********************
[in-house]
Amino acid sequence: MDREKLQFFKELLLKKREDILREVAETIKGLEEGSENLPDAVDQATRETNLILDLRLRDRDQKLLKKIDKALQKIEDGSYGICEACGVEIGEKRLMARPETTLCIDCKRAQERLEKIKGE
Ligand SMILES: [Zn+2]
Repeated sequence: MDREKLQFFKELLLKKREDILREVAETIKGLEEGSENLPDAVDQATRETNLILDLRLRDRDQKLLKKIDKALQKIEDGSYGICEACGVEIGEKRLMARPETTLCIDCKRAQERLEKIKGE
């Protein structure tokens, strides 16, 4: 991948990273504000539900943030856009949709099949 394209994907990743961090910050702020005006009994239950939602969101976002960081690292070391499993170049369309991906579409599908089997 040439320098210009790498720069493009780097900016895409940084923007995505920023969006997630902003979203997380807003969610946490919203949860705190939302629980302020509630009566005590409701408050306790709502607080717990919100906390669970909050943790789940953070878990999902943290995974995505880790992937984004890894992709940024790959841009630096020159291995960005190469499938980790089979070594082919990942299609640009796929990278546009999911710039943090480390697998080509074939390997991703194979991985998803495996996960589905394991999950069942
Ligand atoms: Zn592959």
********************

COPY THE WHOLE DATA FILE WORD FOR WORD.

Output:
[in-house]
Amino acid sequence: MDREKLQFFKELLLKKREDILREVAETIKGLEEGSENLPDAVDQATRETNLILDLRLRDRDQKLLKKIDKALQKIEDGSYGICEACGVEIGEKRLMARPETTLCIDCKRAQERLEKIKGE
Ligand SMILES: [Zn+2]
Repeated sequence: MDREKLQFFKELLLKKREDILREVAETIKGLEEGSENLPDAVDQATRETNLILDLRLRDRDQKLLKKIDKALQKIEDGSYGICEACGVEIGEKRLMARPETTLCIDCKRAQERLEKIKGE
């Protein structure tokens, strides 16, 4: 991948990273504000539900943030856009949709099949 394209994907990743961090910050702020005006009994239950939602969101976002960081690292070391499993170049369309991906579409599908089997 040439320098210009790498720069493009780097900016895409940084923007995505920023969006997630902003979203997380807003969610946490919203949860705190939302629980302020509630009566005590409701408050306790709502607080717990919100906390669970909050943790789940953070878990999902943290995974995505880790992937984004890894992709940024790959841009630096020159291995960005190469499938980790089979070594082919990942299609640009796929990278546009999911710039943090480390697998080509074939390997991703194979991985998803495996996960589905394991999950069942
Ligand atoms: Zn592959």